I can't believe it's been 10 days since I crossed that stage, was hooded by my advisor, and shook the Purdue president's hand. And today, finally, it said in the online transcript system that it was official--that a degree had been awarded.
It's real. I'm done. So they tell me.
I still probably won't believe it until I hold the real diploma in my hands, which should be in the next couple of weeks.
But I'm done. The dissertation was deposited and officially accepted by the university. I'm free to move on to push its research deeper, to seek publication in the academic realms for articles related to it, to move eventually to other related and unrelated research questions.
I'm free, now that the dissertation has been approved, to also immerse myself in other non-academic projects as well, when teaching permits.
And now that I've slept a bit more, have begun to come down from an incredibly stressful year, am beginning to see the fog clear around me, I'm excited to move into a new school year with new syllabi and lesson plans. And I'm beginning to get excited about some of these writing projects as well.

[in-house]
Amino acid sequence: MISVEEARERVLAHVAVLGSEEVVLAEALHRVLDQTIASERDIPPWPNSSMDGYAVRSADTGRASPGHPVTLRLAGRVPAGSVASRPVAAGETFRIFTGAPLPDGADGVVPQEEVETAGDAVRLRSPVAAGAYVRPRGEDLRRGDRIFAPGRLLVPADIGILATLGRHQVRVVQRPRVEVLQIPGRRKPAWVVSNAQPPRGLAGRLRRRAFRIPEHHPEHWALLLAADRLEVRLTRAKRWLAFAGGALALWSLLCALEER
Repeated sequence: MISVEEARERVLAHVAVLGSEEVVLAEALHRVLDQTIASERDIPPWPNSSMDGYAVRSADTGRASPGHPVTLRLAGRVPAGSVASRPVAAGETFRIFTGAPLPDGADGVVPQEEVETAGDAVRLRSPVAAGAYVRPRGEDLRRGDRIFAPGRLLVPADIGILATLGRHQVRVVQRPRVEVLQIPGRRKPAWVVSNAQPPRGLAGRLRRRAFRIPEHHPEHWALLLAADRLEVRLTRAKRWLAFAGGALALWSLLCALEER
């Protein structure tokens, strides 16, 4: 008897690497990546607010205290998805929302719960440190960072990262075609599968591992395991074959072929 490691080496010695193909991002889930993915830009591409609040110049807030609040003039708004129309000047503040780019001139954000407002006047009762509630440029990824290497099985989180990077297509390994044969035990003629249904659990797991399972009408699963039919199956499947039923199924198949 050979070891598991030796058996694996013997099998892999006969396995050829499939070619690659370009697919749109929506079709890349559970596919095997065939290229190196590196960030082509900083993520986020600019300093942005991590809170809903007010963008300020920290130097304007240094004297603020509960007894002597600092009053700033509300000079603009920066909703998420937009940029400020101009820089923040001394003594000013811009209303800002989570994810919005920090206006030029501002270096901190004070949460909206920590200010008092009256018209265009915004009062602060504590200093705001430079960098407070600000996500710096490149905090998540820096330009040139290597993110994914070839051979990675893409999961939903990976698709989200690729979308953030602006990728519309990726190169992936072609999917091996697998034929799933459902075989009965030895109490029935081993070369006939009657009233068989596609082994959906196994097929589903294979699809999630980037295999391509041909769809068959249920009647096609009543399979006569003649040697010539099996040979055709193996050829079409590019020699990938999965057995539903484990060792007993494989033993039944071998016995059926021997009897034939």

But I need to read some poetry first. It's been a long year with lots of words having been plowed out on demand--I need to remind myself that word play is possible.
Wednesday, August 17, 2011
I'm a writer, an incurable reader, a narrative theorist, a media researcher, a scholar/author/writer/consultant, a PK, and the Queen of Soup Making. I write a lot, and I've taught a wide range of topics in universities. Along my journey I've picked up a PhD in Communication from Purdue and 2 degrees in English. I've been turning my ideas about communication as author-audience relationships into a communication paradigm that can be applied to a wide range of situations. I'm also writing a historical mystery series. I'm a member of Sisters in Crime, and the co-chair of the Mystery and Detective Fiction Caucus of the Popular Culture Association. My MA thesis focused on connections between T. S. Eliot and Thoreau, who each wondered about how to remain still and still moving. Before I went to grad school, I spent 7 years working for a division of HarperCollins Publishers.